In the end, you might want to vote with your wallet on this one. I've seen copies of R&R going for reasonable prices on Ebay, but anyone not willing to wait months for that perfect bargain to pop up might want to buy Burt's instead. Both books have their positives and negatives. R&R is a masterpiece starting to show it's age, and Burt's is beautifully illustrated and informative, but nowhere near as ambitious. Both belong in the collection of any serious warship enthusiast.
The pattern of the book is fairly simple. After some introductory chapters Burt follows each class of ship and each ship in the class until its final disposal whether in action or in the breakers yard. There is a fairly brief background, design, and development history followed by a fairly detailed technical description. Then the appearance changes of the ships are enumerated. Brief histories of each ship are given except when the ship was damaged or sunk in action. In these cases the histories become quite detailed. All is supported by tables, black and white photographs, and especially Burt's quite detailed line drawings which are numerous and quite detailed. Especially interesting are the one's detailing the battle damage reports that can be quite difficult to follow otherwise. Camouflage is also covered in depth supported by colored endpaper drawings.
Interestingly, the aircraft carrier conversions of Furious, Glorious, and Courageous are also covered in precisely the same detail even after their conversions all the way through to their final fates. There is even a short chapter describing the development of the aircraft carrier in the Royal Navy.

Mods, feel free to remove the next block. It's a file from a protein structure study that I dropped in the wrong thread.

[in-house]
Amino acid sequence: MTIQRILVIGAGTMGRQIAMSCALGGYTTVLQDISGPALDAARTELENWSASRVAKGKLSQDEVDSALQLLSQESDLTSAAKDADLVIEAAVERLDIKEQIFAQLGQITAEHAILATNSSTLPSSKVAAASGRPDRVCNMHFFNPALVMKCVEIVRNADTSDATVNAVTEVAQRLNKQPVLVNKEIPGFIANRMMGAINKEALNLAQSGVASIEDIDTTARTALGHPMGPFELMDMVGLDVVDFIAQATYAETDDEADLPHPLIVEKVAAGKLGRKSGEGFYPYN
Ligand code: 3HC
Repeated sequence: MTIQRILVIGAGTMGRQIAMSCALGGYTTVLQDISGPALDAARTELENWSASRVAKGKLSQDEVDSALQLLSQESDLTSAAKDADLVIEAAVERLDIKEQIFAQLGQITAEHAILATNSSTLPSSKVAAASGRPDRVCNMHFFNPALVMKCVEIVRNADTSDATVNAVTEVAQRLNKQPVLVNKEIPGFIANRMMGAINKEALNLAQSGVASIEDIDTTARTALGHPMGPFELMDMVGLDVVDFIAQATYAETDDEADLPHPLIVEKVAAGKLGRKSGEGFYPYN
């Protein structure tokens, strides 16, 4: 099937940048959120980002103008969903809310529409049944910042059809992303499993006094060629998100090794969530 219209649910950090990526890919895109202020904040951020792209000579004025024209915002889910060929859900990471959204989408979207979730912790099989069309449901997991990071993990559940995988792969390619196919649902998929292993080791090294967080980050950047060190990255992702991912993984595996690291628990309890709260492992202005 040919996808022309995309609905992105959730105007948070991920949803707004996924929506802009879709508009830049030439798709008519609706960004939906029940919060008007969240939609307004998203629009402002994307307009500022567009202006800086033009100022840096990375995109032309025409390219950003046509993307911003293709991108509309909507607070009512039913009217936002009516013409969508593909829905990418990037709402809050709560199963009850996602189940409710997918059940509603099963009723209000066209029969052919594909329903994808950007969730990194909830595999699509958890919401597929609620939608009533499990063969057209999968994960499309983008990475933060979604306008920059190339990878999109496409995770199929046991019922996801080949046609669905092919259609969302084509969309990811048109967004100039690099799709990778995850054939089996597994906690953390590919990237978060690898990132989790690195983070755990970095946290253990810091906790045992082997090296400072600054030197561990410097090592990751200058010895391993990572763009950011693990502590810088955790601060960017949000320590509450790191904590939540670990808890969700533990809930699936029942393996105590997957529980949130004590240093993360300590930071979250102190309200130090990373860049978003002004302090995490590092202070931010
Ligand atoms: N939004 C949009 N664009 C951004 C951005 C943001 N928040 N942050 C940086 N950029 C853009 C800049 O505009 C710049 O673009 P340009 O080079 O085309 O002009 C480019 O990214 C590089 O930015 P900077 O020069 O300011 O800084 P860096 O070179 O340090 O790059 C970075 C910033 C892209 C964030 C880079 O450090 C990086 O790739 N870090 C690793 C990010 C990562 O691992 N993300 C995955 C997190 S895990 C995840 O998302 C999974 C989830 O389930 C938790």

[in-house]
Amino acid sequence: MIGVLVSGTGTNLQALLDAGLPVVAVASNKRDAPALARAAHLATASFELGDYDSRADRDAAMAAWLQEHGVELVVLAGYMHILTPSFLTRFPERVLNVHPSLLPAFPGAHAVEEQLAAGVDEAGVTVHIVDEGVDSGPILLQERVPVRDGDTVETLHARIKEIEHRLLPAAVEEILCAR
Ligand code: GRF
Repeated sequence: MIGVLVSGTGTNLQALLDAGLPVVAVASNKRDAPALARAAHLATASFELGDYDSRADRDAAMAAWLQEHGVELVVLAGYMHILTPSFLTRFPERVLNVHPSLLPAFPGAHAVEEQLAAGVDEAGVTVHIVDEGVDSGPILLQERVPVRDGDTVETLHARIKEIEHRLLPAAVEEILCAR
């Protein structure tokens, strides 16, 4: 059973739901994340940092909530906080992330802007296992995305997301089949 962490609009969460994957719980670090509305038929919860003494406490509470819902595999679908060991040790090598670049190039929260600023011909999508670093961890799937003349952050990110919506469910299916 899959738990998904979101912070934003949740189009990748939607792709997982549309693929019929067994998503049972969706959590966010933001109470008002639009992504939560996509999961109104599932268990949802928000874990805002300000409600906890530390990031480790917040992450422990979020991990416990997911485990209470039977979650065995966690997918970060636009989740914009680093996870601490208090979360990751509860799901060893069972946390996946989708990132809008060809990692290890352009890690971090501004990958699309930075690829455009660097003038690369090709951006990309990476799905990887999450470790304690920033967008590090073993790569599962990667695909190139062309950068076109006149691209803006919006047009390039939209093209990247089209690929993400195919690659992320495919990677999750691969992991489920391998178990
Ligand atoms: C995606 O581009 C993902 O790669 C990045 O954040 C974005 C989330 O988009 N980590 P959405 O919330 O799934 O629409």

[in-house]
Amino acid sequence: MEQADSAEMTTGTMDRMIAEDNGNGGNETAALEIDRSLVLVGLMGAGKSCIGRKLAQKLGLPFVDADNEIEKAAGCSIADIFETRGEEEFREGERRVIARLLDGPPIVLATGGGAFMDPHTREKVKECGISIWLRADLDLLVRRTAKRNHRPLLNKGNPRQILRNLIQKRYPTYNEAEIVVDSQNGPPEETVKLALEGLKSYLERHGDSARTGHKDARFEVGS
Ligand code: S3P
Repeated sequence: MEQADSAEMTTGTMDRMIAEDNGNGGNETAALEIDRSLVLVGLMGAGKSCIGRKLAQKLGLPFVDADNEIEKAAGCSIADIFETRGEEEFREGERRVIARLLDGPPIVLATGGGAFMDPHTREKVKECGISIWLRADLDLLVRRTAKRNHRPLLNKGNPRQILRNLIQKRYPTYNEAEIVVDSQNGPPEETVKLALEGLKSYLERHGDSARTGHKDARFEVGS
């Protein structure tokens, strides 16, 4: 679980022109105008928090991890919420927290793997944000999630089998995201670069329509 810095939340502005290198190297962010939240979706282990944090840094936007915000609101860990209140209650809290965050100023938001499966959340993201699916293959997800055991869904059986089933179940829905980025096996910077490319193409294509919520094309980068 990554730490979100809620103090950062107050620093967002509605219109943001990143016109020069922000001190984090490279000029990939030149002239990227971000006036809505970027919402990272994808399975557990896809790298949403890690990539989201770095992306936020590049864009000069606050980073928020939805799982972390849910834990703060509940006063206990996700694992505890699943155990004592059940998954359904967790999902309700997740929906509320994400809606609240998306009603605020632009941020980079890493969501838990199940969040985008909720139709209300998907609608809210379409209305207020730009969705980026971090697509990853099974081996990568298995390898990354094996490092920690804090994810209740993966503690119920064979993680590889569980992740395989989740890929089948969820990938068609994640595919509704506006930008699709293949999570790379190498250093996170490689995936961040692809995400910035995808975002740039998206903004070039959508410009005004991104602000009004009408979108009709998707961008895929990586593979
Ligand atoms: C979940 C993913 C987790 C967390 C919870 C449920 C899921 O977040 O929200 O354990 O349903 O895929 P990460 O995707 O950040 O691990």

This book basically describes the "what" of these ships although it doesn't completely ignore the "why". Raven and Roberts' "British Battleships of World War Two" is superior in the "why" respect although Burt is preferable otherwise. Neither however can be considered the definitive history of the British battleship. Both books are aimed more to the "rivet counters" than the historically minded. Hopefully, Norman Friedman's attention will turn to battleships once the second book of his history of British cruisers is published.
The book could have also used a glossary and a more comprehensive index. Numerous three letter abbreviations are used with abandoned and the reader is assumed to be intimately familiar with them all. This is not a book for the complete naval tyro.
Highly recommended for anyone with an interest in this subject despite the high retail price. If you missed it the first time around don't miss out this time. Burt's books command high prices on the secondhand market. A revised edition of his "British Battleships of World War One" is in the works as well.
Top reviews from other countries
Reviewed in the United Kingdom on May 27, 2019
It is amazing how much information was crammed into a book covering such a vast subject. Having said that, obviously single class, or single ship books would expand on the information here greatly. But for a very good overview, I highly recommend this book. Thumbs up.